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EPIC GAMES

An approach to profile privacy that puts young players and their parents at the wheel.

EPIC GAMES

An approach to profile privacy that place young players and their parents at the wheel.

Profiles are where a player’s stats, achievements, and friends list live. 

Profiles are where a player’s stats, achievements, and friends list live. 

PROBLEM

When the player is a child, who should decide how visible that profile is — the player, or their parents?

We said “both” (and felt pretty strongly about it). Here’s why.

We know parents are wary of protecting their child’s safety online. Still, they may not have full visibility into the social dynamics at play in their child’s community, nor into their child’s degree of comfort with online visibility. So in our eyes, the most ethical approach was to give both the player and their parents agency over profile privacy.

CHALLENGE

Epic’s player base includes children. So who should be the decision-maker re: profile visibility, young players or their parents?

The result — a hybrid approach to profile privacy.

THE RESULT

A HYBRID APPROACH TO PROFILE PRIVACY

ROLE

Design strategist
UX researcher

Interaction designer

SKILLS

Competitive analysis, User flows, Wireframing, Interaction Design, Interactive Prototyping, Usability Testing, Research Analysis, Client Presentation

ROLE

Design strategist
UX researcher
Interaction designer

SKILLS

Competitive analysis, User flows, Wireframing, Interaction Design, Interactive Prototyping, Usability Testing, Research Analysis, Client Presentation

How we got there?
Our process looked 
like this.

How we got there?
Our process looked 
like this.

COMPETITIVE AUDIT

We kicked our process off with extensive of competitive research. Our goal was simple: understand the competitive landscape Epic’s privacy setting were going to exist within, to inform our product strategy. From Netflix and Google, to Roblox and Fortnite, I created sets of under 18 and “parent” accounts to get a 360 view of how profile privacy was being handled for younger users. I packaged those insights into one deck to share with the team, and another to present in our weekly client share with Epic.

COMPETITIVE AUDIT

We kicked our process off with extensive of competitive research. Our goal was simple: understand the competitive landscape Epic’s privacy setting were going to exist within, to inform our product strategy. From Netflix and Google, to Roblox and Fortnite, I created sets of under 18 and “parent” accounts to get a 360 view of how profile privacy was being handled for younger users. I packaged those insights into one deck to share with the team, and another to present in our weekly client share with Epic.

DESIGN + TESTING

Once we had a high-level flow, I started refining the interactions that would support it. After completing that initial flow of wires, I designed and carried out a usability test with parents of gamers to stress-test and validate it. Three rounds of testing and “back to the drawing board” later, we solidified the experience that helped parents set permissions most effectively and intuitively.

 

Given the size and breadth of our stakeholder group, documentation was key. I created reports to capture the insights from each test, translated those insights into action items to guide visual design and copy updates, and packaged key learnings and recommendations into slide decks for our weekly client shares.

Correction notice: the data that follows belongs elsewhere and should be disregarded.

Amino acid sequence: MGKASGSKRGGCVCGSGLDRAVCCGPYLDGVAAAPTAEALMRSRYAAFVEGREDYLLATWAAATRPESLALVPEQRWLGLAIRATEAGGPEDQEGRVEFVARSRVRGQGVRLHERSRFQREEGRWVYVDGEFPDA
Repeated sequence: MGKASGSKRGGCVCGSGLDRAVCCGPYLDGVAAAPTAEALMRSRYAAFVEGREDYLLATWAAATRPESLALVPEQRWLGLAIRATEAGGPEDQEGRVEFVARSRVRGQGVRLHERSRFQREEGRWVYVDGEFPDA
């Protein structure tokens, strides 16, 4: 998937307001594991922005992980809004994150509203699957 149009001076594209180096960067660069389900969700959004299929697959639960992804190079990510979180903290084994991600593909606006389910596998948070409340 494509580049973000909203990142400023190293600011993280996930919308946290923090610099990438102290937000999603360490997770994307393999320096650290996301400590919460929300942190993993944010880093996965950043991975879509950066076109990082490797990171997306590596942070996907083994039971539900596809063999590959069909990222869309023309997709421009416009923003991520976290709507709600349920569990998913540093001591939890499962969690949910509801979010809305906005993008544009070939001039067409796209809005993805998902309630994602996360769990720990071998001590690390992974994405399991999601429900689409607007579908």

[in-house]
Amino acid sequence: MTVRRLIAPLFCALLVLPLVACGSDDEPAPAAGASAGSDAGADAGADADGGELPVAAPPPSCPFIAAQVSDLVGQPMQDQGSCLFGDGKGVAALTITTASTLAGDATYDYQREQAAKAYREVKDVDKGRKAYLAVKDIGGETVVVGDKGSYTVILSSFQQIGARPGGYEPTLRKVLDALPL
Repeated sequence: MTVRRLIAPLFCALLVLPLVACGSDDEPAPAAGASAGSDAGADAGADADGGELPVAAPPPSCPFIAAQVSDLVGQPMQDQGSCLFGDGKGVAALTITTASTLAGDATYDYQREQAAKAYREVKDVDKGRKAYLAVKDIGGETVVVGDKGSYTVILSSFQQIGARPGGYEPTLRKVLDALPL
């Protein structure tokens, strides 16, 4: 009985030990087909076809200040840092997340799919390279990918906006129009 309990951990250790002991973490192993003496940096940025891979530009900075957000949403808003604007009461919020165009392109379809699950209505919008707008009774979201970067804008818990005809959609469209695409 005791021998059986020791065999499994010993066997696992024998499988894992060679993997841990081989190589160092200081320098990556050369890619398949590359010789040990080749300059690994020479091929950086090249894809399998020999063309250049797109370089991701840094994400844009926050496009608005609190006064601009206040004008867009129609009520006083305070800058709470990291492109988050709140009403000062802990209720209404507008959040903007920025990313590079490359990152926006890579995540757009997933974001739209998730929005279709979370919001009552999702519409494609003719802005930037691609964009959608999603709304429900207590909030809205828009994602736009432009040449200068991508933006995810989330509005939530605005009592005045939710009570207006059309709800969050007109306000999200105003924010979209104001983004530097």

DESIGN + TESTING

Once we had a high-level flow, I started refining the interactions that would support it. After completing that initial flow of wires, I designed and carried out a usability test with parents of gamers to stress-test and validate it. Three rounds of testing and “back to the drawing board” later, we solidified the experience that helped parents set permissions most effectively and intuitively.

 

Given the size and breadth of our stakeholder group, documentation was key. I created reports to capture the insights from each test, translated those insights into action items to guide visual design and copy updates, and packaged key learnings and recommendations into slide decks for our weekly client shares.

XFN DOCUMENTATION

Through this project, I’ve owned documentation for our Design and Development teams. We knew that Figma files helped Design reuse artifacts seamlessly, whereas a more in-depth, written format supported our devs best. Across both, I outlined the flow triggered by each use case, the different components used, their states, and how they interacted with each other, as well as any additional considerations to keep in mind through Design and Development.

 

I also worked closely with my senior teammate to shape our work into a client-ready narrative on a weekly basis, and owned the presentation of each iteration both internally and to the client. As I worked through different document types, I was able to templetize them for later reuse – from research guides to client share decks.

XFN DOCUMENTATION

Through this project, I’ve owned documentation for our Design and Development teams. We knew that Figma files helped Design reuse artifacts seamlessly, whereas a more in-depth, written format supported our devs best. Across both, I outlined the flow triggered by each use case, the different components used, their states, and how they interacted with each other, as well as any additional considerations to keep in mind through Design and Development.

 

I also worked closely with my senior teammate to shape our work into a client-ready narrative on a weekly basis, and owned the presentation of each iteration both internally and to the client. As I worked through different document types, I was able to templetize them for later reuse – from research guides to client share decks.